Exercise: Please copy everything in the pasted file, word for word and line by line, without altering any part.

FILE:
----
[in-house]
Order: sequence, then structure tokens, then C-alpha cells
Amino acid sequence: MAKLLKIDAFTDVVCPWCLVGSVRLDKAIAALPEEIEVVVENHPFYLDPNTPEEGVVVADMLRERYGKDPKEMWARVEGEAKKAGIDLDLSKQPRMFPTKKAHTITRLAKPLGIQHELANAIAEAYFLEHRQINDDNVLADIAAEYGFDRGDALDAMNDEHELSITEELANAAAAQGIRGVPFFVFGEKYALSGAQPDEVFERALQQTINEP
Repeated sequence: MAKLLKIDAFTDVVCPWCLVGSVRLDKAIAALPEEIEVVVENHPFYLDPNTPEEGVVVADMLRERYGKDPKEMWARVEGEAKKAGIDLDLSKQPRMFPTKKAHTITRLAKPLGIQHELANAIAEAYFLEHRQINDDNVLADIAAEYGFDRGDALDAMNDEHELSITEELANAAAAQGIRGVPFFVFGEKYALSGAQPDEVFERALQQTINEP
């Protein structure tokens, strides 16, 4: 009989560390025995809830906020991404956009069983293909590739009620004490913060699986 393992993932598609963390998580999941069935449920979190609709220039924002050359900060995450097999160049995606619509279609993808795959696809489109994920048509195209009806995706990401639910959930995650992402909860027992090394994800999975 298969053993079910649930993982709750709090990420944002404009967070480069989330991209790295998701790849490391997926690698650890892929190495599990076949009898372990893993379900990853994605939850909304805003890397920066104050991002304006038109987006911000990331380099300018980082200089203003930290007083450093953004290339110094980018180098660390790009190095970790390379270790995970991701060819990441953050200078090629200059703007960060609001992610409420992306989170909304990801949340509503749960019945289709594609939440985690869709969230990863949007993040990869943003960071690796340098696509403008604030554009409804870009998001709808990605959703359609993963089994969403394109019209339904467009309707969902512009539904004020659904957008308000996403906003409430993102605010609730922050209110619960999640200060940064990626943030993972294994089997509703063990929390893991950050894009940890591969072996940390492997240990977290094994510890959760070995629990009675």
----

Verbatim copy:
[in-house]
Order: sequence, then structure tokens, then C-alpha cells
Amino acid sequence: MAKLLKIDAFTDVVCPWCLVGSVRLDKAIAALPEEIEVVVENHPFYLDPNTPEEGVVVADMLRERYGKDPKEMWARVEGEAKKAGIDLDLSKQPRMFPTKKAHTITRLAKPLGIQHELANAIAEAYFLEHRQINDDNVLADIAAEYGFDRGDALDAMNDEHELSITEELANAAAAQGIRGVPFFVFGEKYALSGAQPDEVFERALQQTINEP
Repeated sequence: MAKLLKIDAFTDVVCPWCLVGSVRLDKAIAALPEEIEVVVENHPFYLDPNTPEEGVVVADMLRERYGKDPKEMWARVEGEAKKAGIDLDLSKQPRMFPTKKAHTITRLAKPLGIQHELANAIAEAYFLEHRQINDDNVLADIAAEYGFDRGDALDAMNDEHELSITEELANAAAAQGIRGVPFFVFGEKYALSGAQPDEVFERALQQTINEP
């Protein structure tokens, strides 16, 4: 009989560390025995809830906020991404956009069983293909590739009620004490913060699986 393992993932598609963390998580999941069935449920979190609709220039924002050359900060995450097999160049995606619509279609993808795959696809489109994920048509195209009806995706990401639910959930995650992402909860027992090394994800999975 298969053993079910649930993982709750709090990420944002404009967070480069989330991209790295998701790849490391997926690698650890892929190495599990076949009898372990893993379900990853994605939850909304805003890397920066104050991002304006038109987006911000990331380099300018980082200089203003930290007083450093953004290339110094980018180098660390790009190095970790390379270790995970991701060819990441953050200078090629200059703007960060609001992610409420992306989170909304990801949340509503749960019945289709594609939440985690869709969230990863949007993040990869943003960071690796340098696509403008604030554009409804870009998001709808990605959703359609993963089994969403394109019209339904467009309707969902512009539904004020659904957008308000996403906003409430993102605010609730922050209110619960999640200060940064990626943030993972294994089997509703063990929390893991950050894009940890591969072996940390492997240990977290094994510890959760070995629990009675």